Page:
In Review

Alonso in Indianapolis: F1 star 'electrifies' Indy500

Spanish driver has real chance of victory, but IndyCar racing could be the real winner

Fernando Alonso will be centre of attention on Sunday, despite being thousands of miles away from the F1 circus in Monaco.

The McLaren driver will instead be competing in the Indianapolis 500 and his decision to skip the most glamorous race on the Formula 1 circuit for a stab at glory on the other side of the Atlantic has "electrified" IndyCar fans, reports the LA Times

"This is the first time in years that a driver who mainly competes in Formula 1 stepped away for the Indy 500, and Alonso’s move clearly lifted interest in this year’s race," says the paper.

Alonso was "flawless" in testing and last week qualified in fifth place for the 33-car race.

Victory in Indianapolis would secure him the second part of motor racing's triple crown: the Monaco Grand Prix; the Indy 500, and the Le Mans 24-hour race.

The only man to win all three is Graham Hill, but Alonso has won twice at Monaco already so adding the Indy500 title would inevitably lead to an assault on Le Mans.

For now, however, all eyes are on Indianapolis, where the driver has been spotted skateboarding around the paddock.

"He essentially turned the hallowed Brickyard into his own personal playground," says Associated Press.

"His presence has drawn massive worldwide interest to 'The Greatest Spectacle in Racing', and given Alonso a break from his depressing F1 season with McLaren."

Fans have "breathlessly followed his every move" and even other drivers have been caught up in the excitement.

However, Briton Max Chilton, another former F1 driver who now races in IndyCar, says no one has been put out by Alonso's arrival.

He tells The Independent: "He’s in a good car, he could win it and I think that’s why he’s finding it exciting. But it’s a win for everyone. It’s a win for him because he’s having a good time, it’s a win for IndyCar because he’s brought over a fan base from Formula 1… I think the only loser potentially is Formula 1."

Chilton "speaks the truth", says the paper's Jack de Menezes. There is a chance the heightened interest in IndyCar will attract disillusioned F1 fans.

"Watch the 500 this Sunday and you’ll see a form of racing that simply cannot be seen on the F1 circuit. Its critics complain that watching 200 laps around the same 2.5-mile oval is boring and repetitive, but it is far from it.

"Cars regularly maintain speeds at more than 230mph and have, at times, ran five cars side-by-side on the straights with inches separating them from potential catastrophe."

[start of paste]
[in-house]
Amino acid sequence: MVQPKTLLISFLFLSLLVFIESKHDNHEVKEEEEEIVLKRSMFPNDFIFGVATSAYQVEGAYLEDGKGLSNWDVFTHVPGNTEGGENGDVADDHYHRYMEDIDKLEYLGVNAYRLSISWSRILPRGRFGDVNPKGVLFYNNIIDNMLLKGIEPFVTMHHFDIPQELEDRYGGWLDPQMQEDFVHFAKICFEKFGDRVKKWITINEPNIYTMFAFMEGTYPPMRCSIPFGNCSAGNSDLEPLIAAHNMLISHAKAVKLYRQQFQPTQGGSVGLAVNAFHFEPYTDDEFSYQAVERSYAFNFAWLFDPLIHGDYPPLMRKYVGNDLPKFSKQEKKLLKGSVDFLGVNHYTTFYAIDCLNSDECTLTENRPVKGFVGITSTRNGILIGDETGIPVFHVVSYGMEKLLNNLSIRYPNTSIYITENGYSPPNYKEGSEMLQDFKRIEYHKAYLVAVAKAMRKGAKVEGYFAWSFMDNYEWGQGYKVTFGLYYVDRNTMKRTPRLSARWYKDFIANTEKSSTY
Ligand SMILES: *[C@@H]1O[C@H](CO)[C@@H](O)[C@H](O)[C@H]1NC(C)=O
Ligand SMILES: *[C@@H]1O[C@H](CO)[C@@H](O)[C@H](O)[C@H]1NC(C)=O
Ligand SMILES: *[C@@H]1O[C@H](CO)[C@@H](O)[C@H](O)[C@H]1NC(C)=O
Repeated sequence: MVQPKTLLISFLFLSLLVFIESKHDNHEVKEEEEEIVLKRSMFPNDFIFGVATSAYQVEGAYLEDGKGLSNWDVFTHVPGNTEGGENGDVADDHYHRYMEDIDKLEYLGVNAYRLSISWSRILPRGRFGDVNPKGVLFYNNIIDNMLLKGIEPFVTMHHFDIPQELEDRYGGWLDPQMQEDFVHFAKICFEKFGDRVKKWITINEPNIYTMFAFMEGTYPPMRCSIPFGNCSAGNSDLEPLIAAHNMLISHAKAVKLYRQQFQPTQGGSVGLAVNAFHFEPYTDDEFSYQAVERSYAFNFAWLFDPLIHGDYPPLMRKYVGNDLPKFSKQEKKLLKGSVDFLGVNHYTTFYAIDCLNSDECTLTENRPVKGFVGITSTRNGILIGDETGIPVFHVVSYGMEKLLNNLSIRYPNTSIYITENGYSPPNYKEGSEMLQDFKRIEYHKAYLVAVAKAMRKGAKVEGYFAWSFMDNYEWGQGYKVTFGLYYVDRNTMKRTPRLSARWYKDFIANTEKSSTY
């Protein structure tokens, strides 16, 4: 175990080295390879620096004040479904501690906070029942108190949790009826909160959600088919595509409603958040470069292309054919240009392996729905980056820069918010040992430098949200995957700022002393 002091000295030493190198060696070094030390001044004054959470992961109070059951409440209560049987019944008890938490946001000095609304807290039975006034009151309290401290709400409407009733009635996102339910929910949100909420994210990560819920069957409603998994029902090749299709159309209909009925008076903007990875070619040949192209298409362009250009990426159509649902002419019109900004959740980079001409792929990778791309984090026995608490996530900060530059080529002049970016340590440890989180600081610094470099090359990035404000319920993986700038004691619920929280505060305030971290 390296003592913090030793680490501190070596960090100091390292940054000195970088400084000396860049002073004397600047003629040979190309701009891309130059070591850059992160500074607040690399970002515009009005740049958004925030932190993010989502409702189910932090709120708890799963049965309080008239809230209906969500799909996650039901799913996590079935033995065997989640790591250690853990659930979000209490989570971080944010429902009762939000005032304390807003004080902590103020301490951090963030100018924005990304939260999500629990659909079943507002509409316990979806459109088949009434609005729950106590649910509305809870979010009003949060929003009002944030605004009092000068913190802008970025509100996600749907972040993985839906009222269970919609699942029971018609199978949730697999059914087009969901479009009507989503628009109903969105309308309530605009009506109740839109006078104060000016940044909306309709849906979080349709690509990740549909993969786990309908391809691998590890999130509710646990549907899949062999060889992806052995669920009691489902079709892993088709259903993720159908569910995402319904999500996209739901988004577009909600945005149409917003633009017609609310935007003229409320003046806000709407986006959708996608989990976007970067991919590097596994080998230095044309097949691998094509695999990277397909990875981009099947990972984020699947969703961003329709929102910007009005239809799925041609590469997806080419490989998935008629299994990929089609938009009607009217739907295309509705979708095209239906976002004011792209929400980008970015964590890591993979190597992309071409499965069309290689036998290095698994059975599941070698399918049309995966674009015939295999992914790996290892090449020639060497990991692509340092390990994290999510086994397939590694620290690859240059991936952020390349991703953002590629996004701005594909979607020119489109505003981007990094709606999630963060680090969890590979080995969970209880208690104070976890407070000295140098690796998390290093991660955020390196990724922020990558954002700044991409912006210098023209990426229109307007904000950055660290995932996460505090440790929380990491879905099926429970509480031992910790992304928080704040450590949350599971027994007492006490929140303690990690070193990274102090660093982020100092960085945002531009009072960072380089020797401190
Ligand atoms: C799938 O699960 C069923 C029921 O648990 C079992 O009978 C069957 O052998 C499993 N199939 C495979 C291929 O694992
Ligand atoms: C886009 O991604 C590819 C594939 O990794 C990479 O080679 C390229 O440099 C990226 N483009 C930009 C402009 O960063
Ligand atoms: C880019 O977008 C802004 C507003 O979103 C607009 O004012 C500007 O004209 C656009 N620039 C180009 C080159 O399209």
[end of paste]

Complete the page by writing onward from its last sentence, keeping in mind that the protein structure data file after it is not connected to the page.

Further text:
The race is "a veritable symphony of chaos at 230mph", says Oliver BRown of the Daily Telegraph.

"For all that [Alonso's] F1 mastery should prove a telling point of difference from his rivals, he is also, history would suggest, a hostage to fortune.

However, if anyone has the tools to succeed it is Alonso, who "owes his reputation solely to the fact that his driving is a study in on-the-limit brilliance".

"This is one rare moment when a celebrated driver could, if every plot twist goes his way, cement his legend."

Fernando Alonso drops Monaco Grand Prix to race in Indy 500

12 April

Fernando Alonso will miss the Monaco F1 Grand Prix next month in order to race in the Indianapolis 500 in the US, McLaren have announced.

His decision to skip the most glamorous weekend of the Formula 1 calendar to join the Indycar circuit is sure to heighten speculation that he is unhappy with his team's performance.

The news comes after another disappointing weekend for the Spanish driver and his team at the Chinese Grand Prix. Alonso drove brilliantly to get up to eighth place but was forced to retire after 33 laps with a mechanical problem. 

There was also a glaring illustration of the performance differential between the McLaren and Mercedes cars when he was overtaken at speed by Valtteri Bottas.

Alonso "has grown frustrated with the performance of McLaren and their beleaguered engine supplier Honda, and there had been some suggestion that he could quit midway through the year," says the Daily Telegraph.

"But, while Alonso will miss Monaco for the Indy 500 - a race considered one of the biggest on the motorsport calendar - the Spaniard insists it will be the only Grand Prix he will be absent for this season."

With no chance of making an impact in the F1 title race this season, it appears Alonso "has seized his opportunity to try and fulfil another goal", says Rebecca Clancy of The Times.

She adds that it is his ambition to emulate Graham Hill and become only the second driver to win the "triple crown" - the Indianapolis 500, the Le Mans 24 Hours and the Monaco Grand Prix, which he has won twice.

Letting the driver miss Monaco may be a gesture of goodwill by his team, says Andrew Benson of the BBC, adding: "McLaren have supported Alonso's wishes because they recognise the efforts he has been putting in - and the frustration he is feeling - after three uncompetitive seasons since joining the team in 2015."

It could also pave the way for an unexpected comeback to F1 for McLaren's reserve driver Jenson Button

The prospect has been welcomed by many Formula 1 fans, but not everyone believes it will happen. "Button has taken a hands-off approach to his role and it is unlikely the former world champion will be tempted back by such an uncompetitive car," says the Times. "He is also now focusing on triathlons and trying to qualify for the world championships."


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